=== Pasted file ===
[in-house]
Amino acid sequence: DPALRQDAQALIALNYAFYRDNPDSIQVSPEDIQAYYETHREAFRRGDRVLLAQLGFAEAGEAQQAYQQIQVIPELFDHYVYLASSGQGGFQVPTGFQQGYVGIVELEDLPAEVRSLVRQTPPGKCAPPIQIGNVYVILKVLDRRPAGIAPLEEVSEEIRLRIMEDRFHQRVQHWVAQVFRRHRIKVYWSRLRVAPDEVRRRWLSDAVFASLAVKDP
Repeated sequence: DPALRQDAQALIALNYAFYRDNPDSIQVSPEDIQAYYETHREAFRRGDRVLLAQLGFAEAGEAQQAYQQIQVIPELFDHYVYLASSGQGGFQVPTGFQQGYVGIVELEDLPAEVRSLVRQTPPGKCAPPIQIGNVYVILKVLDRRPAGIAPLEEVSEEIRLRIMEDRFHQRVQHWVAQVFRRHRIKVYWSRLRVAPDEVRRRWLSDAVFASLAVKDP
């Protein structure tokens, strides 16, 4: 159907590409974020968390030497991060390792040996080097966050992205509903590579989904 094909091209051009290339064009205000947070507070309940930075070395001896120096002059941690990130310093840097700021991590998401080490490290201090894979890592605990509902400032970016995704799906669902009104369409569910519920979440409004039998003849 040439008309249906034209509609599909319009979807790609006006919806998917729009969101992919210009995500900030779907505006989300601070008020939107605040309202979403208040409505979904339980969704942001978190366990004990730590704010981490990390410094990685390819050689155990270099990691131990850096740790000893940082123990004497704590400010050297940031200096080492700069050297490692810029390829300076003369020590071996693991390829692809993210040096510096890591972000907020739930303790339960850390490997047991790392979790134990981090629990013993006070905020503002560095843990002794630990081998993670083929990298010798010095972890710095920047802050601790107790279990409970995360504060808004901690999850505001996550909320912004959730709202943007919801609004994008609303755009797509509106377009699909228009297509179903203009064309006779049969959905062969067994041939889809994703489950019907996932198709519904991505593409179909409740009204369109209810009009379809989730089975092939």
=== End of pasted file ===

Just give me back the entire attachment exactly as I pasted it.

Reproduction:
[in-house]
Amino acid sequence: DPALRQDAQALIALNYAFYRDNPDSIQVSPEDIQAYYETHREAFRRGDRVLLAQLGFAEAGEAQQAYQQIQVIPELFDHYVYLASSGQGGFQVPTGFQQGYVGIVELEDLPAEVRSLVRQTPPGKCAPPIQIGNVYVILKVLDRRPAGIAPLEEVSEEIRLRIMEDRFHQRVQHWVAQVFRRHRIKVYWSRLRVAPDEVRRRWLSDAVFASLAVKDP
Repeated sequence: DPALRQDAQALIALNYAFYRDNPDSIQVSPEDIQAYYETHREAFRRGDRVLLAQLGFAEAGEAQQAYQQIQVIPELFDHYVYLASSGQGGFQVPTGFQQGYVGIVELEDLPAEVRSLVRQTPPGKCAPPIQIGNVYVILKVLDRRPAGIAPLEEVSEEIRLRIMEDRFHQRVQHWVAQVFRRHRIKVYWSRLRVAPDEVRRRWLSDAVFASLAVKDP
């Protein structure tokens, strides 16, 4: 159907590409974020968390030497991060390792040996080097966050992205509903590579989904 094909091209051009290339064009205000947070507070309940930075070395001896120096002059941690990130310093840097700021991590998401080490490290201090894979890592605990509902400032970016995704799906669902009104369409569910519920979440409004039998003849 040439008309249906034209509609599909319009979807790609006006919806998917729009969101992919210009995500900030779907505006989300601070008020939107605040309202979403208040409505979904339980969704942001978190366990004990730590704010981490990390410094990685390819050689155990270099990691131990850096740790000893940082123990004497704590400010050297940031200096080492700069050297490692810029390829300076003369020590071996693991390829692809993210040096510096890591972000907020739930303790339960850390490997047991790392979790134990981090629990013993006070905020503002560095843990002794630990081998993670083929990298010798010095972890710095920047802050601790107790279990409970995360504060808004901690999850505001996550909320912004959730709202943007919801609004994008609303755009797509509106377009699909228009297509179903203009064309006779049969959905062969067994041939889809994703489950019907996932198709519904991505593409179909409740009204369109209810009009379809989730089975092939």